Why do banks foreclose instead of helping the owners renegotiate the mortgage payments? The federal bailout guarantees the banks would be made whole on the mortgage if they foreclose. If they don’t foreclose the banks risk not being made whole and losing money.
Our goal is to change that equation so that the banks which foreclose will have to consider the cost of keeping up property by creating a negative cash flow until the property is sold. Renegotiating with the borrowers could be better for the bank. The California legislature has given local government the tool to compel banks to maintain foreclosed property.
SB1137 a California Law passed in 2008 says:
“A legal owner shall maintain vacant residential property purchased by that owner at a foreclosure sale, or acquired by that owner through foreclosure under a mortgage or deed of trust. A governmental entity may impose a civil fine of up to one thousand dollars ($1,000) per day for a violation.”
Several cities have implemented ordinances based on SB 1137 with some success. The Foreclosure Deterrent Project strategy is to convince city governments to pass similar ordinances, by making best practices documents available including ordinances already in place, listings of East Bay cities where a large number of bank owned single family dwellings are for sale and other pertinent documents including SB 1137. The Foreclosure Deterrent Project with links to these resources can be found at www.TriValleyDems.com.
• sold mortgages to the unsuspecting unqualified,
• bundled these high risk mortgages with OK mortgages from the qualified,
• had the bundle rated as AAA even though they were risk infested,
• insured them with AIG, Fannie & Freddie,
• bet on them defaulting,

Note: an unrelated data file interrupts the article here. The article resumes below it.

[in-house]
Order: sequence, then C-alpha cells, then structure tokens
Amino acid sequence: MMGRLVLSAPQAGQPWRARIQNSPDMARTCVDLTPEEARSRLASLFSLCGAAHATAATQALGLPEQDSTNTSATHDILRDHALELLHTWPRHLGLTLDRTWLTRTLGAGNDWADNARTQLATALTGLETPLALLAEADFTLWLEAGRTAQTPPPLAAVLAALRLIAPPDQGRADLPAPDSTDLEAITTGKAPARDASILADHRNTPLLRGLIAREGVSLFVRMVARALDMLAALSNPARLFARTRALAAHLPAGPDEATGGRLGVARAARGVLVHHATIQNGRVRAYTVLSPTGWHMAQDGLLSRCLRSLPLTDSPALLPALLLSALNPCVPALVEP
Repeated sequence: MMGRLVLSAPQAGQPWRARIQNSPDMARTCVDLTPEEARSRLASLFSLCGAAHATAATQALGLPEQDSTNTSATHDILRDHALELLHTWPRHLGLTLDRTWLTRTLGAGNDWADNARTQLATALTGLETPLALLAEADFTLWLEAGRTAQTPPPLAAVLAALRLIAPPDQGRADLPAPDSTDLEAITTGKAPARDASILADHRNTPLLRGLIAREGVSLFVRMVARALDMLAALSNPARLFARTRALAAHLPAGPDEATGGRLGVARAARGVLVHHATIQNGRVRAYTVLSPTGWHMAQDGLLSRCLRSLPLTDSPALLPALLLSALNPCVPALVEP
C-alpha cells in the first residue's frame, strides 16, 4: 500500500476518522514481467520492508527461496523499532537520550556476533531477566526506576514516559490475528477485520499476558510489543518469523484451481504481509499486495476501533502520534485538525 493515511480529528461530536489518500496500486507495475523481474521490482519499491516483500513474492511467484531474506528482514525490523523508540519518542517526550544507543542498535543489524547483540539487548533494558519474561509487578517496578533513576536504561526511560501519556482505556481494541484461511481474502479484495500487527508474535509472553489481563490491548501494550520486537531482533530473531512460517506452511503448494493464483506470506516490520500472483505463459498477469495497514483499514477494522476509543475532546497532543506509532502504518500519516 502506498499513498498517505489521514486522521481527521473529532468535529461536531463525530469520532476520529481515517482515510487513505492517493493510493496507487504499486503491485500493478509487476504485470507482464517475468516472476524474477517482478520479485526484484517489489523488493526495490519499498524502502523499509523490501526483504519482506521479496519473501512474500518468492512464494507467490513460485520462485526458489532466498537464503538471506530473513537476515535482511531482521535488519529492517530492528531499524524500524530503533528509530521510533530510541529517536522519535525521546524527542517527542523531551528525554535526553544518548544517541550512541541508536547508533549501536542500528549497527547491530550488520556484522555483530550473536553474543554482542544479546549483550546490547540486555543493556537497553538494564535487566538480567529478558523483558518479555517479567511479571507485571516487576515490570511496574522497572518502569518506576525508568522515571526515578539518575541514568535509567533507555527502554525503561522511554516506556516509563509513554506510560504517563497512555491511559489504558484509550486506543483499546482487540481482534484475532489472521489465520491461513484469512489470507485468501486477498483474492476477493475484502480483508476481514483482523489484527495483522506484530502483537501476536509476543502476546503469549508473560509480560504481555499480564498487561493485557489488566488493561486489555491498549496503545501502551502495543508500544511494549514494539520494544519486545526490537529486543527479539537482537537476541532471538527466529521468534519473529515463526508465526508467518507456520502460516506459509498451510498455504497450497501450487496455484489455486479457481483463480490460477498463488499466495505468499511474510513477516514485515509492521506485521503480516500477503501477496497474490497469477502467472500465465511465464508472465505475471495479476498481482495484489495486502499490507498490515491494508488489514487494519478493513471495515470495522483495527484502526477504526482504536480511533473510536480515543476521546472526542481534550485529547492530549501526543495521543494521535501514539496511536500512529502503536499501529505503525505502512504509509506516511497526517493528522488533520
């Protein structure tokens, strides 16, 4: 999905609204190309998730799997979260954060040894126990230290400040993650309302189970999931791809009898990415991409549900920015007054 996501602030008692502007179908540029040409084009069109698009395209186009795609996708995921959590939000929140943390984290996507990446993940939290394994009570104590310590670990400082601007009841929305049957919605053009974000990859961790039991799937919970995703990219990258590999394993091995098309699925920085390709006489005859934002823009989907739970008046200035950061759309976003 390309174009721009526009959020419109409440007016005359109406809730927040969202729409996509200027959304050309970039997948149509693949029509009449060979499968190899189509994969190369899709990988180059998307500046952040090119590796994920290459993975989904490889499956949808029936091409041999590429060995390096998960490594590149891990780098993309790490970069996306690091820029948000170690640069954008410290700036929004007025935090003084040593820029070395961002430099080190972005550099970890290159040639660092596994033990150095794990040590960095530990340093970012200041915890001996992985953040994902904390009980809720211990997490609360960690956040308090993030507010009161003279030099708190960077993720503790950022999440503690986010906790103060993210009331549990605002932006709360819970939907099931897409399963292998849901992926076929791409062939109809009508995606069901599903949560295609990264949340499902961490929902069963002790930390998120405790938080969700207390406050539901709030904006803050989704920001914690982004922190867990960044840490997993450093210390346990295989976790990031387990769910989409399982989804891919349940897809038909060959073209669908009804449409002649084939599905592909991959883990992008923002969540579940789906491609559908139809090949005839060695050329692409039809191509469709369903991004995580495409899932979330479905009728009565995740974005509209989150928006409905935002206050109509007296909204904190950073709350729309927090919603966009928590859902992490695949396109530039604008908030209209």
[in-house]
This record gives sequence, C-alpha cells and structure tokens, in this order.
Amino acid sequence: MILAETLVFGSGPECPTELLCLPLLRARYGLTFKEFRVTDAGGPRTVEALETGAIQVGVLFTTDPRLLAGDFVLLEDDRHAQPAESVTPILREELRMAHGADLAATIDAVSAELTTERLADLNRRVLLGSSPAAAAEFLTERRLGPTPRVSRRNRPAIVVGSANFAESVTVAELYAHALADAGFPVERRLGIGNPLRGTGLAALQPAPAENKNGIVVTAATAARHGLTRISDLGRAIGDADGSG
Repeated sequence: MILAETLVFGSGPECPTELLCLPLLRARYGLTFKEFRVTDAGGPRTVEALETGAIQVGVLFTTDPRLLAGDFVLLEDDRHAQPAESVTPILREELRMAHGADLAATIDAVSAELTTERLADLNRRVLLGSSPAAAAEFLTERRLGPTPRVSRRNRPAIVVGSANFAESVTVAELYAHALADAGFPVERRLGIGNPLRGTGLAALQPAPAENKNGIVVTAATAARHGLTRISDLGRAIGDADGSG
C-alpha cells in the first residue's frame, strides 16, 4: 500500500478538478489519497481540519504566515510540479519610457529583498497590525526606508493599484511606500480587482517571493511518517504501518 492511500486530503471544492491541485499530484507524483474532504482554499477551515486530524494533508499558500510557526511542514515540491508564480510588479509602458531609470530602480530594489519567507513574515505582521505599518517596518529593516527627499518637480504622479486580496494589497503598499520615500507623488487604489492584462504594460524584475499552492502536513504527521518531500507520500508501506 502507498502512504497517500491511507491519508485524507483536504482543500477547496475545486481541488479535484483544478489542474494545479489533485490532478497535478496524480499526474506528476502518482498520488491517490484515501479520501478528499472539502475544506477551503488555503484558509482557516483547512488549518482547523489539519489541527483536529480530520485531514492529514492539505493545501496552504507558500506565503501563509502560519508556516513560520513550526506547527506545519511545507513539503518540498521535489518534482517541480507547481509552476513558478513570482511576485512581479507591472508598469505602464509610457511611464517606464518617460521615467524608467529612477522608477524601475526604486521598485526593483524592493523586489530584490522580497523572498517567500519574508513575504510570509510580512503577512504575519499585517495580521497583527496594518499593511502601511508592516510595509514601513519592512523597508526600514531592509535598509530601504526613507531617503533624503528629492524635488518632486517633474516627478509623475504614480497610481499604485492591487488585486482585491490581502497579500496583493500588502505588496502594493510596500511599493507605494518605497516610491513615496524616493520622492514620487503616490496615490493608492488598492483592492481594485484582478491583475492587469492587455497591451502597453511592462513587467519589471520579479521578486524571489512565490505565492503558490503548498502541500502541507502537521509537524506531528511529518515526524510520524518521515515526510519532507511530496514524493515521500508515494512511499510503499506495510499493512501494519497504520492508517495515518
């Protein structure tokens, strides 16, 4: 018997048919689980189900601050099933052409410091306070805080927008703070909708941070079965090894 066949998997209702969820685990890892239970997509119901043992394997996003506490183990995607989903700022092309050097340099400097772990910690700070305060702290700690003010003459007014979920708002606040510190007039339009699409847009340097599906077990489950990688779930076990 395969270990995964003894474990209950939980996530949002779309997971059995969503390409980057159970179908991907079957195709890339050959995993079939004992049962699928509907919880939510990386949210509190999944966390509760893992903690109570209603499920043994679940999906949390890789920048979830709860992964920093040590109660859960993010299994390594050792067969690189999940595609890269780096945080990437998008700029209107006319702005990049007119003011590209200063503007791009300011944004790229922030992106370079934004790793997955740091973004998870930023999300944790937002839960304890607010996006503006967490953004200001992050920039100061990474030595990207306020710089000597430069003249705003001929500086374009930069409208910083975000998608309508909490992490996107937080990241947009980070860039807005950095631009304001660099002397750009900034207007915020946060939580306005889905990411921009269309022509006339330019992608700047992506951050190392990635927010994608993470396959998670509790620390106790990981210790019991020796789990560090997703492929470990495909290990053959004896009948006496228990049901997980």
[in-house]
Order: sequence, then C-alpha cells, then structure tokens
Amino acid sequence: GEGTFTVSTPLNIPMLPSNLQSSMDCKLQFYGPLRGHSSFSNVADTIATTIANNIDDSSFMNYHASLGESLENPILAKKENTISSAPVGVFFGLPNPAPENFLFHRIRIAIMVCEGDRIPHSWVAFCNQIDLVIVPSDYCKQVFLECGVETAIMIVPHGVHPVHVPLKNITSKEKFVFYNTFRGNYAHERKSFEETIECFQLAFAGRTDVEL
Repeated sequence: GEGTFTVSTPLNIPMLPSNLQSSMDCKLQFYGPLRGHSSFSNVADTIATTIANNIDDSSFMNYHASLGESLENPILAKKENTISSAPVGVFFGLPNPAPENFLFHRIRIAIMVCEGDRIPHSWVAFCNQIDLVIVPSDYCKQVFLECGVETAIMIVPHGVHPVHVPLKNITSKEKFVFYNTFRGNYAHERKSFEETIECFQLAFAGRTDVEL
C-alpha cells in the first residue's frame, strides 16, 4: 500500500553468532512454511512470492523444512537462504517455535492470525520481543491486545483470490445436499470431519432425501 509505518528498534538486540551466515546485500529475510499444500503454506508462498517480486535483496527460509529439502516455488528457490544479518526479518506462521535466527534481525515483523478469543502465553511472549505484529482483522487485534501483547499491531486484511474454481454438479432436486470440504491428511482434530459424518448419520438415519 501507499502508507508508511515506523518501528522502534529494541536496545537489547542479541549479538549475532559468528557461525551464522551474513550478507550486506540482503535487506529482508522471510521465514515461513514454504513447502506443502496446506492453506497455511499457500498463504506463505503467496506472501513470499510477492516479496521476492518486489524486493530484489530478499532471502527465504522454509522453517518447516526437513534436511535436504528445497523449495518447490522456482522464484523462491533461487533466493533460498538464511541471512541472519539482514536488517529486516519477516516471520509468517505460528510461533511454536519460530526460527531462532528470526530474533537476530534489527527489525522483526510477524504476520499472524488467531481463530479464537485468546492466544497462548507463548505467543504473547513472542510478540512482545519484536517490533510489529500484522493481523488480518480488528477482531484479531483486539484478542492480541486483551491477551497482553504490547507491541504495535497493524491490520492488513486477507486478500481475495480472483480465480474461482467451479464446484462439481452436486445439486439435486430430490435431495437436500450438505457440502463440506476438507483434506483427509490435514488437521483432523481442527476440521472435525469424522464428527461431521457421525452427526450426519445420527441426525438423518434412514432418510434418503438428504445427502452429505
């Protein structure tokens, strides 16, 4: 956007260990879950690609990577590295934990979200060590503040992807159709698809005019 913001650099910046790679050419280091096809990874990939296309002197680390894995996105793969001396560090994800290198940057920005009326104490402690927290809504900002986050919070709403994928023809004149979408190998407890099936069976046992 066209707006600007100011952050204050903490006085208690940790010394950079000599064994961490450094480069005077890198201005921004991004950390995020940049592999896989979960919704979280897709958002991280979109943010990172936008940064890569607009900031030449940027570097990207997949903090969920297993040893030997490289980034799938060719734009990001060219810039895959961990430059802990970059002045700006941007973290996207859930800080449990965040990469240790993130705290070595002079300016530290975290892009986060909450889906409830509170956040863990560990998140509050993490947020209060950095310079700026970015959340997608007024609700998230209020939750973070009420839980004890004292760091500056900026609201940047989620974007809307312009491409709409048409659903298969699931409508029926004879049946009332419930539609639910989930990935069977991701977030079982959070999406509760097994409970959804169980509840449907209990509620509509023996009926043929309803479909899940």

• sold the bundle to some other bank,
• got the Federal Government (our taxes) to cover the losses at AIG, Freddie & Fannie
• … the new owner banks foreclose & do not negotiate with the borrowers.
The problem is the insurance guarantees the banks will get the money owed on the mortgage if they foreclose (guaranteed by our federal bailout tax dollars backing up the insurers). So while the banks promised to re-negotiate loans, they drag their feet until borrowers give up in frustration. The new owner banks bought the high default risk mortgages at wholesale rates and are now making profits by foreclosing. The bank bailout is the insurance guarantee for the banks that they will be made whole.
7 million are facing foreclosure; millions have already left their homes. The Foreclosure Deterrent Project won’t end foreclosures but will deter some particularly when maintaining vacant property includes paying homeowners association dues, keeping the property secure and safe.
Banks foreclosing on condominiums frequently stop paying real estate taxes and home owners association (HOA) fees causing the remaining homeowners to make-up the shortfall. The HOA usually puts a lien on the condo to recover the arrears HOA fees, which may be paid only after back taxes. The bank then tells the HOA it has a buyer who won’t cover the arrears HOA fees. The bank makes the HOA a take it or leave it offer. If the HOA leaves the offer then the remaining owners continue to make-up the shortfall.
You can help by making SB 1137 related information available to city council members, county supervisors, legislators, realtors, public safety officials and Home Owner Association members. All of these groups have stakes in decreasing the inclination of banks to foreclose, increasing local government revenue, protecting property values, increasing public safety, creating jobs and penalizing foreclosing banks for neglecting foreclosed property. If you think this approach makes sense then take it to your city council and pass it on.